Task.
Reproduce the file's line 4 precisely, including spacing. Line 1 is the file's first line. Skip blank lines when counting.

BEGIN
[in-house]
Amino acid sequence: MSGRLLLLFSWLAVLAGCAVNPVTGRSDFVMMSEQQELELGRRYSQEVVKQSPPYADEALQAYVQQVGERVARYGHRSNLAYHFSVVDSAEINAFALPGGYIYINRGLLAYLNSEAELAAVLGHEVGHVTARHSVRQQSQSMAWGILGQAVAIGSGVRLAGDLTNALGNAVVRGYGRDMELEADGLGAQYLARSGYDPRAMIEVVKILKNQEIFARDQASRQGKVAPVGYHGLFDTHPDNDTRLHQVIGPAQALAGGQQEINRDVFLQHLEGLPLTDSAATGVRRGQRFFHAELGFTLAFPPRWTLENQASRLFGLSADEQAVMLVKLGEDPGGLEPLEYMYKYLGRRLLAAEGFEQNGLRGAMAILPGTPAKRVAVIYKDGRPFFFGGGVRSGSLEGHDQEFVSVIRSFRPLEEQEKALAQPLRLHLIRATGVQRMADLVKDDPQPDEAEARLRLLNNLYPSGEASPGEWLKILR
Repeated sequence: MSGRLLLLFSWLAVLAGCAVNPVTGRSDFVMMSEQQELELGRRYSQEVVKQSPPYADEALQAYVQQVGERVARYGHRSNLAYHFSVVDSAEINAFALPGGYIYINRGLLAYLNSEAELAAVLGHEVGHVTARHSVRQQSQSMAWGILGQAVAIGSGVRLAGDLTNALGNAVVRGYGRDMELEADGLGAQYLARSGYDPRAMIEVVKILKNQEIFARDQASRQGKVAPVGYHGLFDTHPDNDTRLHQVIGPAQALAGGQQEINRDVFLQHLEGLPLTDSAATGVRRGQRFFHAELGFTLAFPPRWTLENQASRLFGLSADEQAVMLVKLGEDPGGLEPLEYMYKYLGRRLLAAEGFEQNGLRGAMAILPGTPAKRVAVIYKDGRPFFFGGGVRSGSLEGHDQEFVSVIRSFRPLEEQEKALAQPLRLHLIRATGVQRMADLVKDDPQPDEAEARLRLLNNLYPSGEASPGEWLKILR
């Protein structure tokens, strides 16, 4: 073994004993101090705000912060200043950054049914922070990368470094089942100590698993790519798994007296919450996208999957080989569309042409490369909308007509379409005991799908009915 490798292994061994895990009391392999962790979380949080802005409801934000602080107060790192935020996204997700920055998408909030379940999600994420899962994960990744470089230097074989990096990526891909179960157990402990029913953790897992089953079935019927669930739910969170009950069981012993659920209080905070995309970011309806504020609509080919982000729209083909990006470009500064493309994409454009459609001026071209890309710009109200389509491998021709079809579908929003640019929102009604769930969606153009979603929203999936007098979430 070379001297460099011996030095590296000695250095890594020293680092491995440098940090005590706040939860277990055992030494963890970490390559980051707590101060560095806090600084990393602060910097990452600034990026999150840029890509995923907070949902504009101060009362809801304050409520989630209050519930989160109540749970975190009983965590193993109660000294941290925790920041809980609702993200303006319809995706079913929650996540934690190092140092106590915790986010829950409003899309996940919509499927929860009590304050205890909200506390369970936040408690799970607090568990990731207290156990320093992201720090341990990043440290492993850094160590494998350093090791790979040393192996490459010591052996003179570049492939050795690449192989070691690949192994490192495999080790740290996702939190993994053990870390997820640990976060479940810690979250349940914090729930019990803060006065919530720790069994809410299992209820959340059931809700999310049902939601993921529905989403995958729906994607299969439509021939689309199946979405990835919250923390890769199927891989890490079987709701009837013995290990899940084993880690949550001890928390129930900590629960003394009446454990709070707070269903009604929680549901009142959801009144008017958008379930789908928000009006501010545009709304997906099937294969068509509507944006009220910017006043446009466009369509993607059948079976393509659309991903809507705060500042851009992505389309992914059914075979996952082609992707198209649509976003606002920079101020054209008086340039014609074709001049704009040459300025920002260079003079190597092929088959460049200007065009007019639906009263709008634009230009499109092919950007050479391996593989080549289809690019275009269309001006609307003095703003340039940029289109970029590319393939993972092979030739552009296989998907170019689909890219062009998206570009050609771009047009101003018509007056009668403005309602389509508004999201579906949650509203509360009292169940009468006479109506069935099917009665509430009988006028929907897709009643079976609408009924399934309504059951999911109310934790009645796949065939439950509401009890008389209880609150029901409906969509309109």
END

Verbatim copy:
């Protein structure tokens, strides 16, 4: 073994004993101090705000912060200043950054049914922070990368470094089942100590698993790519798994007296919450996208999957080989569309042409490369909308007509379409005991799908009915 490798292994061994895990009391392999962790979380949080802005409801934000602080107060790192935020996204997700920055998408909030379940999600994420899962994960990744470089230097074989990096990526891909179960157990402990029913953790897992089953079935019927669930739910969170009950069981012993659920209080905070995309970011309806504020609509080919982000729209083909990006470009500064493309994409454009459609001026071209890309710009109200389509491998021709079809579908929003640019929102009604769930969606153009979603929203999936007098979430 070379001297460099011996030095590296000695250095890594020293680092491995440098940090005590706040939860277990055992030494963890970490390559980051707590101060560095806090600084990393602060910097990452600034990026999150840029890509995923907070949902504009101060009362809801304050409520989630209050519930989160109540749970975190009983965590193993109660000294941290925790920041809980609702993200303006319809995706079913929650996540934690190092140092106590915790986010829950409003899309996940919509499927929860009590304050205890909200506390369970936040408690799970607090568990990731207290156990320093992201720090341990990043440290492993850094160590494998350093090791790979040393192996490459010591052996003179570049492939050795690449192989070691690949192994490192495999080790740290996702939190993994053990870390997820640990976060479940810690979250349940914090729930019990803060006065919530720790069994809410299992209820959340059931809700999310049902939601993921529905989403995958729906994607299969439509021939689309199946979405990835919250923390890769199927891989890490079987709701009837013995290990899940084993880690949550001890928390129930900590629960003394009446454990709070707070269903009604929680549901009142959801009144008017958008379930789908928000009006501010545009709304997906099937294969068509509507944006009220910017006043446009466009369509993607059948079976393509659309991903809507705060500042851009992505389309992914059914075979996952082609992707198209649509976003606002920079101020054209008086340039014609074709001049704009040459300025920002260079003079190597092929088959460049200007065009007019639906009263709008634009230009499109092919950007050479391996593989080549289809690019275009269309001006609307003095703003340039940029289109970029590319393939993972092979030739552009296989998907170019689909890219062009998206570009050609771009047009101003018509007056009668403005309602389509508004999201579906949650509203509360009292169940009468006479109506069935099917009665509430009988006028929907897709009643079976609408009924399934309504059951999911109310934790009645796949065939439950509401009890008389209880609150029901409906969509309109």